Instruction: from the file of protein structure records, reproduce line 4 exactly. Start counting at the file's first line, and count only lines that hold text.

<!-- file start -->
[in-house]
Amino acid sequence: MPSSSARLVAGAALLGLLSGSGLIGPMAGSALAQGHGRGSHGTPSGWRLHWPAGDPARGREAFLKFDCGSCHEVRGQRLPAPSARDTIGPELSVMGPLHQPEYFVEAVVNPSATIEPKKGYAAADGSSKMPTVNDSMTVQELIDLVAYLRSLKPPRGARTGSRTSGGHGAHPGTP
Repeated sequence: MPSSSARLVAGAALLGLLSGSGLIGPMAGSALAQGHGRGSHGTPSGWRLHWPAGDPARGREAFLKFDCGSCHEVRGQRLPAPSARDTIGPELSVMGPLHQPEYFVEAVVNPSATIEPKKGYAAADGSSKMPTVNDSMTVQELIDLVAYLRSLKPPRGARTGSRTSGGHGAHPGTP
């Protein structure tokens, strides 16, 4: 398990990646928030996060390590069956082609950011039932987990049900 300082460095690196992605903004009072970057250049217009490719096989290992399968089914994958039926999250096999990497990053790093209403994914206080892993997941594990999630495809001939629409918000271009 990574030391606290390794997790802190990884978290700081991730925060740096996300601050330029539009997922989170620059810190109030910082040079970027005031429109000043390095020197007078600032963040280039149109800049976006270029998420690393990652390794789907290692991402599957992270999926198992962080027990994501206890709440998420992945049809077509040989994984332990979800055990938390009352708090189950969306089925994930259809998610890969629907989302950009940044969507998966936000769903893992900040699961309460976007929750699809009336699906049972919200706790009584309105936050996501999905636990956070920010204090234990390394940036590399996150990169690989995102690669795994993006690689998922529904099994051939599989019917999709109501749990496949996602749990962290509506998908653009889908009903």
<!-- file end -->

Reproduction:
């Protein structure tokens, strides 16, 4: 398990990646928030996060390590069956082609950011039932987990049900 300082460095690196992605903004009072970057250049217009490719096989290992399968089914994958039926999250096999990497990053790093209403994914206080892993997941594990999630495809001939629409918000271009 990574030391606290390794997790802190990884978290700081991730925060740096996300601050330029539009997922989170620059810190109030910082040079970027005031429109000043390095020197007078600032963040280039149109800049976006270029998420690393990652390794789907290692991402599957992270999926198992962080027990994501206890709440998420992945049809077509040989994984332990979800055990938390009352708090189950969306089925994930259809998610890969629907989302950009940044969507998966936000769903893992900040699961309460976007929750699809009336699906049972919200706790009584309105936050996501999905636990956070920010204090234990390394940036590399996150990169690989995102690669795994993006690689998922529904099994051939599989019917999709109501749990496949996602749990962290509506998908653009889908009903």